Moving code around with branches
Day 23 is one where the the obvious approach works fine for the small problem in part 1, but doesn't scale to the larger problem in part 2. But I think it's interesting to cover both, so this is a post of two parts.
This uses an obvious representation for the circle of cups, a circular pointed list. This is an example of a zipper, a data structure with one element picked out as a focus. In this case, the focus of the pointed list is the current element. Functions like
next move the focus, and you can insert and delete elements from the list. This is a natural fit to the "circle of labelled things" in the problem.
I needed to remove and re-insert three items, so I quickly whipped up
dropRight functions to help that.
takeRight :: Int -> P.PointedList a -> [a] takeRight 0 _ =  takeRight n xs = (xs ^. P.focus):(takeRight (n - 1) $ P.next xs) dropRight :: Int -> P.PointedList a -> Maybe (P.PointedList a) dropRight 0 xs = Just xs dropRight n xxs = case (P.deleteRight xxs) of Just xs -> dropRight (n - 1) xs Nothing -> Nothing
I also needed something to find valid destinations
validDestination 0 max missing = validDestination max max missing validDestination n max missing | n `elem` missing = validDestination (n - 1) max missing | otherwise = n
The main "play one step of the game" function is a fairly direct translation of the steps into code, inserting deleting and shifting as needed.
playOne cups = P.next replacedAtCurrent where current = cups ^. P.focus held = takeRight 3 $ P.next cups shorter = fromJust $ dropRight 3 $ P.next cups destination = validDestination (current - 1) 9 held shorterAtDestination = fromJust $ P.find destination shorter replaced = foldr P.insertRight shorterAtDestination $ reverse held replacedAtCurrent = fromJust $ P.find current replaced
Finally, a bit of plumbing to connect the input to the solution
part1 nums = label $ playN cups 100 where cups = fromJust $ P.fromList nums label cups = concatMap show $ tail $ takeRight (P.length cups) atOne where atOne = fromJust $ P.find 1 cups playN cups n = (iterate playOne cups) !! n
This scaled up from ten cups and one hundred rounds to one million cups and ten million rounds. A pointed list wasn't going to cope. But as all the moves were "what's the next cup around the circle", a circular linked list would be enough, if I could make the pointer updates happen in a mutable structure (much like day 15). It's easier to work through the updates, and the intermediate pointers needed, with an example.
I start with the cups after the first move of the example. Given the current cup, I can pick the first held cup and the first cup after the held ones.
I can then splice out the held cups by making current point to after held. I then identify the destination cup (and the cup after the destination).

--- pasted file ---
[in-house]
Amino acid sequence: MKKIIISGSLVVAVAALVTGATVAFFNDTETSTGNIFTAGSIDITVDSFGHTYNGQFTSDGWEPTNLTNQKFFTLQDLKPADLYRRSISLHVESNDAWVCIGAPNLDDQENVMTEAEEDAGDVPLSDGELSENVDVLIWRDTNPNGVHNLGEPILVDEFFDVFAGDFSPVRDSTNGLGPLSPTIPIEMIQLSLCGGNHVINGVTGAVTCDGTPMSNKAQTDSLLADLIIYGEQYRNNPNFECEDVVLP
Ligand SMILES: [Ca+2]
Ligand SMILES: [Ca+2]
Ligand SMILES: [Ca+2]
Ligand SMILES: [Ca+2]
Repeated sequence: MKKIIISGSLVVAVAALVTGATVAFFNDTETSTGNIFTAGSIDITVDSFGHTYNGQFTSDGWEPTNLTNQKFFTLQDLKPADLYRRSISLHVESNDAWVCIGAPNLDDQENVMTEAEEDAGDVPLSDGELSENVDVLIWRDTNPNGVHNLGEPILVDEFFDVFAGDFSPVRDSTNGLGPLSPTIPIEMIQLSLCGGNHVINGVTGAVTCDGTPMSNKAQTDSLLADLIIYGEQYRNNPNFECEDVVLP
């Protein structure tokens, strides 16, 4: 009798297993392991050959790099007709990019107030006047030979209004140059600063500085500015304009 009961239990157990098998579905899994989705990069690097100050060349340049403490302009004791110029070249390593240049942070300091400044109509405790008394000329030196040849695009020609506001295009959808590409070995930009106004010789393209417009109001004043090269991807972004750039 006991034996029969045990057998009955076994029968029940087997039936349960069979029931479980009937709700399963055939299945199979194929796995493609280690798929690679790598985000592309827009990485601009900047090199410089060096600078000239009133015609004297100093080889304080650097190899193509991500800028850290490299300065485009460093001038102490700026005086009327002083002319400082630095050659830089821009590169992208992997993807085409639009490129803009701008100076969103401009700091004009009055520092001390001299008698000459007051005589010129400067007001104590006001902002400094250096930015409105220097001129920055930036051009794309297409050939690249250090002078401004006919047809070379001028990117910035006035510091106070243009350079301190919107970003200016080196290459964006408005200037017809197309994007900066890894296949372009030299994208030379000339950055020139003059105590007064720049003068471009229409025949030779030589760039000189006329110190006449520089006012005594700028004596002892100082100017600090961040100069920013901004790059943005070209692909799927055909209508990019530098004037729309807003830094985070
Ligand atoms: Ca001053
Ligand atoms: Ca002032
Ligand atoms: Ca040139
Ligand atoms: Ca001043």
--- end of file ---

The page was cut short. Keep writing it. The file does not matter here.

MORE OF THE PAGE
Then I do the other pointer updates. Destination now points to held, and the last held cup points to the cup after the destination.
If I neaten that up a bit, I show the result after the move, ready for current to move on one cup.
Now I know what I'm doing, I just need to implement it. First, I need to decide on a data structure. Each cup has an index and a pointer to the next cup, and that's all. That suggests using a
Vector, where the contents of
cups[i] is the next cup from cup i. The state at in the last diagram above would be like this:
After cup 1 comes cup 3; after cup 2 comes cup 5; and so on.
I also saw a suggestion (from somewhere) that keeps things a bit neater. Vectors have zero-based indexing, but I want to use one-based indexing for the pointers. I can repurpose
cups to be a pointer to the current cup.
After all of that, the code for each game step update follows from the description.
gameStep :: Int -> V.MVector s Int -> ST s () gameStep maxCups cups = do current <- V.read cups 0 held1 <- V.read cups current held2 <- V.read cups held1 held3 <- V.read cups held2 afterHeld <- V.read cups held3 -- close the loop, removing the held cups V.write cups current afterHeld let destination = validDestination (current - 1) maxCups [held1, held2, held3] afterDestination <- V.read cups destination -- make the held come after the destination V.write cups destination held1 -- make the end of the held point into the rest of the loop V.write cups held3 afterDestination -- advance current nextCup <- V.read cups current -- and store it V.write cups 0 nextCup return ()
There's also a bit of setup to create the initial vector then run the game.
runGame :: [Int] -> Int -> Int -> [Int] runGame seed cupsNeeded roundsNeeded = runST $ do cups <- seedGame seed cupsNeeded gameLoop roundsNeeded cupsNeeded cups mapM (V.read cups) [0..cupsNeeded] seedGame :: [Int] -> Int -> ST s (V.MVector s Int) seedGame seed cupsNeeded = do cups <- V.new (cupsNeeded + 1) let extended = seed ++ [10, 11..] forM_ [0..cupsNeeded] $ \i -> V.write cups i (i + 1) forM_ (zip seed $ tail extended) $ \(i, j) -> V.write cups i j V.write cups 0 (head seed) let end = if cupsNeeded > (length seed) then cupsNeeded else last seed V.write cups end (head seed) return cups gameLoop targetRound maxCups cups = do forM_ [1..targetRound] (\_ -> gameStep maxCups cups) return ()
It takes about 1.8 seconds to run both parts.